The poem which I’m sharing today, and have also shared on my poems page, was previously published on the Ink Sweat & Tears website in April 2021.
It’s from a prose poem sequence that if I’d got my act together, could have been published this year. But it wasn’t ready, still isn’t. Comprising around 40 pages, all in a prose format, I’m not happy with it yet. I keep dipping in and out of it and know it needs additional poems – if they are allowed to be called that – I’ve been told off before for calling prose pieces poems. But I’ll leave that discussion for another time.
Having had my first collection published in 2018, this sequence, which has recurring themes of music (particularly Tangerine Dream), my childhood and car travel, is missing something. I’ve been letting it sit, tweaking the odd line or word. But I am, almost done with it. Sometimes as a writer, something is finished because you don’t have anything new to say within the scheme of what you’ve written. You put it away for a few months and can’t see any merit in spending more time on it. I’m not quite there yet with this.
I don’t know if this mindset also applies to novels or non-fiction books. I have an idea for the latter, so I may be about to find out. If I can find the time.
Back to poetry, I have another sequence which I really am done with. It’s over 60 poems long, and based around my time running around Portsea Island whilst training for marathons. The last marathon I ran was in 2013. Some of the poems appeared in my first collection back in 2018. So what to do with it?
I’m not sure a publisher will be interested. It’s a bit niche, and the fact that a few poems from it have already appeared in another book of mine, will also be a negative factor in getting it in print. But I would like it to see the light of day.
So self-publishing is the likely route for this one. Maybe as a small limited print run (say 50 copies). I’ll need to spend a little time editing it of course, and ideally get someone to have a look at it before printing to make sure that it’s got some merit (though Philip Gross read an early version of the sequence and called it proper writing).
Any suggestions or comments appreciated. If I do publish it in print format I’ll probably want any profits / revenue to go to a local Portsmouth or environmental challenge. It might only be a few quid, but they can do with all the help they can get.
Anyway, from the first, not quite complete sequence, here’s the poem that appeared in Ink, Sweat & Tears.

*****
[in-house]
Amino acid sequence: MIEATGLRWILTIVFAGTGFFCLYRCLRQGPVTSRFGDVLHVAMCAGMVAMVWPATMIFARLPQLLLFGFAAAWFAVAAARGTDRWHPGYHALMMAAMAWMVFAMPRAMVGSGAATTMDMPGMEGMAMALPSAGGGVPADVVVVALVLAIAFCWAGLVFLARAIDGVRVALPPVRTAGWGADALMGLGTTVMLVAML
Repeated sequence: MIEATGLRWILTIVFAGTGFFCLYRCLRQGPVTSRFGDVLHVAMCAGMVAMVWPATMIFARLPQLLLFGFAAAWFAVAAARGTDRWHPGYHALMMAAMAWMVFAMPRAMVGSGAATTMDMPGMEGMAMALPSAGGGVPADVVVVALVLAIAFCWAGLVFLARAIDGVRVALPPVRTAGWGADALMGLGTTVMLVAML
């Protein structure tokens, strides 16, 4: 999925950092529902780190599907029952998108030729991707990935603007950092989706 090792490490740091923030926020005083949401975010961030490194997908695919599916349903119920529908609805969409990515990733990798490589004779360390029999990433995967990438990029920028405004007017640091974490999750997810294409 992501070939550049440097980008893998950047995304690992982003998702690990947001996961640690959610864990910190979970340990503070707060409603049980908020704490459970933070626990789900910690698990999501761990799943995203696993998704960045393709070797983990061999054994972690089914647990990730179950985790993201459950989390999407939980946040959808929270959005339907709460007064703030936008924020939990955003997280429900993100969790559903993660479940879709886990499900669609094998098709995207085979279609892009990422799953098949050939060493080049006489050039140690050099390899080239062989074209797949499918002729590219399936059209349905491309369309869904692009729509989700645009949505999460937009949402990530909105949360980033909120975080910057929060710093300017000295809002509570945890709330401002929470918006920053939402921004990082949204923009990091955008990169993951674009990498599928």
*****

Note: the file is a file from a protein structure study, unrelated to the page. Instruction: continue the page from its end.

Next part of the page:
Set the sat-nav for home but drive in the opposite direction without any sense of where or why you are going or where this will end or who you really are or might become each junction passed is a single recalculation of opportunities missed of u-turns of underpasses of roundabouts of turning back of not turning back of driving on into the lengthening darkness as the sat-nav keeps recalculating as the time to destination extends further into the distance so you turn off the sound and listen to the song of wheels on asphalt as each homeward turn lights up in disconsolate luminescence before being discarded as an instruction becomes a suggestion becomes another waypoint lost and all the calculations that follow of time of space of the distances between accelerating as you surge along the blacktop river changing gear slipping years refuelling tears and so you drive through checkpoints imagined such zones of incarceration this plague of dissonance and still the road stretches out clear and true and clean as all that is good seems lost for ever in shuttered windows and boarded up dreams and so you drive and all is good and so you drive and speed is good and so you drive and freedom is good and who bothers with truth when three word slogans are all we need and so you drive keep eyes to the road the arrowing future your narrowing future the weather changing to a steamed windscreen view of headlight rain and all the roads you will not take and all the recalculations made in vain as motorway gantries dissolve in spray each gantry passed and you’re further away with the kiss kiss metronome of wiper blades of tyres kiss kiss kissing the rumble strip and the soft kiss kiss kiss of sleep on your face.